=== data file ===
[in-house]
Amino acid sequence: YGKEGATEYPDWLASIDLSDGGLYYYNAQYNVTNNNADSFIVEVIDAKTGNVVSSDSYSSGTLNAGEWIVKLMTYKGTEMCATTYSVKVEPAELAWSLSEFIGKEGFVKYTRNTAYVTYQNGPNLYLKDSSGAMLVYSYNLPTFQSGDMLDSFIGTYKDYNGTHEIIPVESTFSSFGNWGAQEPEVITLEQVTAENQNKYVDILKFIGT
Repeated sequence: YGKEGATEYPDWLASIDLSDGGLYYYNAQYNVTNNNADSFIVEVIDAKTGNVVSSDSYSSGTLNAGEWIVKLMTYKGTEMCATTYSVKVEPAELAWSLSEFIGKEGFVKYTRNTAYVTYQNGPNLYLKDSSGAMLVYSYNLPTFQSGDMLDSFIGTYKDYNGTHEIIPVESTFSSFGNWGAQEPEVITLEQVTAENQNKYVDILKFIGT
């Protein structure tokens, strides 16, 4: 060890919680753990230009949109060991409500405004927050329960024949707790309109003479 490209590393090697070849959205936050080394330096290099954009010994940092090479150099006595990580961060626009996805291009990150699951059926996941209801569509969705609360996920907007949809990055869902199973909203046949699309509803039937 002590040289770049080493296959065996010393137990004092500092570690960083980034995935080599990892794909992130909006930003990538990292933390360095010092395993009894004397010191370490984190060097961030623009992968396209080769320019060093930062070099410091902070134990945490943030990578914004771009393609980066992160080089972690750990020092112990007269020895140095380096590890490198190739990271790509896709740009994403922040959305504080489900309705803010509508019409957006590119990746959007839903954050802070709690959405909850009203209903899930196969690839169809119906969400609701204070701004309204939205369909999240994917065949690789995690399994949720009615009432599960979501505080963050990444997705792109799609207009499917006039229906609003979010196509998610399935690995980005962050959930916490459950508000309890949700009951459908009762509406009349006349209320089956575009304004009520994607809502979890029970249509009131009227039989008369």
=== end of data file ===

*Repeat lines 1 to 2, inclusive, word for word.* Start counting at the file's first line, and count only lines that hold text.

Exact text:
[in-house]
Amino acid sequence: YGKEGATEYPDWLASIDLSDGGLYYYNAQYNVTNNNADSFIVEVIDAKTGNVVSSDSYSSGTLNAGEWIVKLMTYKGTEMCATTYSVKVEPAELAWSLSEFIGKEGFVKYTRNTAYVTYQNGPNLYLKDSSGAMLVYSYNLPTFQSGDMLDSFIGTYKDYNGTHEIIPVESTFSSFGNWGAQEPEVITLEQVTAENQNKYVDILKFIGT